Investment bank Jefferies believes iron ore majors BHP Group and Rio Tinto could further divest up to US$25 billion of noncore assets in coming years, and may benefit further given ANZ Research's belief that China's long-term structural shift to high-grade ore is still in play.
Jefferies said in a Dec. 5 note that having spent the last five years consolidating by shedding a combined US$31 billion in assets, re-balancing their balance sheets and returning US$89 billion to shareholders, more could be on the way from BHP and Rio Tinto given the improved macro conditions expected in 2020.
The American multinational bank identified between US$10 billion and US$12 billion of potential noncore asset sales each for both BHP and Rio Tinto.
This could include BHP selling its share of Samarco, which "may require a more accountable ownership structure going forward" having received government approval to restart, the analysts wrote.
Jefferies also flagged NSW Energy Coal within the Mt Arthur property and Cerrejon as possible divestment targets, which combined could net BHP about US$5 billion, though it would take a few years to exhaust the tax losses that reside within Mt Arthur.
The bank also flagged Nickel West and partial sales of Olympic Dam and the Jansen potash project in Saskatchewan, though they would be "difficult and unlikely."
Jefferies believes Rio Tinto will focus on selling its majority share of Iron Ore Co. of Canada Inc., or IOC, a share which the bank values at US$3.2 billion.
However, the Rio Tinto's most significant divestment prospects will come from its aluminum division believed to be worth between US$4 billion and US$6 billion.
Though the near-term focus in aluminum will be cost cutting given the unfavorable market conditions, Jefferies sees significant upside in the medium term if Pacific Aluminium and smaller, non-controlled aluminium assets are divested.
The bank believes that Rio Tinto divesting either small or noncore assets could see free cash flow and capital management rise to double digits, and into the teens if IOC is divested.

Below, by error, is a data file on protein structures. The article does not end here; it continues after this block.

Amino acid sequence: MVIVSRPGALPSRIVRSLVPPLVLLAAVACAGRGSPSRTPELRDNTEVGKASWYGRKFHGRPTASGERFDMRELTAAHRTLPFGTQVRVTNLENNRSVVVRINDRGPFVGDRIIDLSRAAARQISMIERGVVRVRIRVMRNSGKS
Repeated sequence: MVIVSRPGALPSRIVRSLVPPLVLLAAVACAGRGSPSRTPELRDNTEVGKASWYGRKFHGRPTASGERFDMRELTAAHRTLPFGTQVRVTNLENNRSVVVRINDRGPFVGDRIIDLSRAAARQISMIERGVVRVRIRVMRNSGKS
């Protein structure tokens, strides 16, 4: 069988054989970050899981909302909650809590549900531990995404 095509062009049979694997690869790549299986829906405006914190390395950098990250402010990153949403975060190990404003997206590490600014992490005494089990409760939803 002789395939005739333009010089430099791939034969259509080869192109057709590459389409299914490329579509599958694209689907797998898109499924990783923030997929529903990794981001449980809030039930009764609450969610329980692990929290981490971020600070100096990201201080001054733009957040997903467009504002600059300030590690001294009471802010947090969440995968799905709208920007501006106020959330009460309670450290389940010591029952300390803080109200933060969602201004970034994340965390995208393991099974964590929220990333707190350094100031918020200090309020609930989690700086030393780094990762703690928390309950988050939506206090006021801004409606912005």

Though there are macroeconomic risks, Jefferies says 2020 "appears to be shaping up to be more positive for cyclical valuations and appetite for divestment/asset purchases."
This is a view broadly shared by German asset manager DWS, which said in a Dec. 2 note that "peak pessimism is behind us" and that 2020 will not see a global recession, with Asia leading recovery in developing markets and central banks globally being in easing mode.
DWS sees a structural change occurring, with the services sector surpassing manufacturing as the main driver of growth, while "Phase 1" rhetoric between the U.S. and China over trade has become more constructive.
While DWS sees China's growth slowing to 5.8% in 2020 from 6.2% in 2019, it will be "higher quality growth" focused on consumption.
This positivity is already being felt in the market, with S&P Dow Jones Indices Head of Commodities and Real Assets Fiona Boal noting in a recent blog that the S&P GSCI Gold index "lost some of its luster" in November, down 3.1% on the back of an "overall better risk sentiment."
The S&P GSCI Iron Ore Index rose 7.71% in November after falling 5.9% in October, and ANZ said in a Dec. 5 note that iron ore prices had retreated further in the past week as Vale SA increased production guidance from between 340 million tonnes and 355 Mt in 2020 to between 390 Mt and 400 Mt in 2023.
ANZ said steel market activity will remain weak, though China's renewed clear-air campaign will see the steel industry "under the microscope," which has played out in a shift towards higher grade iron ore amid constraints on steel output.
That issue appears to be abating, with the 65% iron ore's premium over the benchmark 62% index having "completely evaporated" after being as high as 50% in late 2018. However, ANZ believes that is a "short-term interruption in a longer-term structural shift."
"The re-emergence of tough environmental policies and larger blast furnaces should lead to stronger demand for high-grade ore," ANZ analysts wrote.
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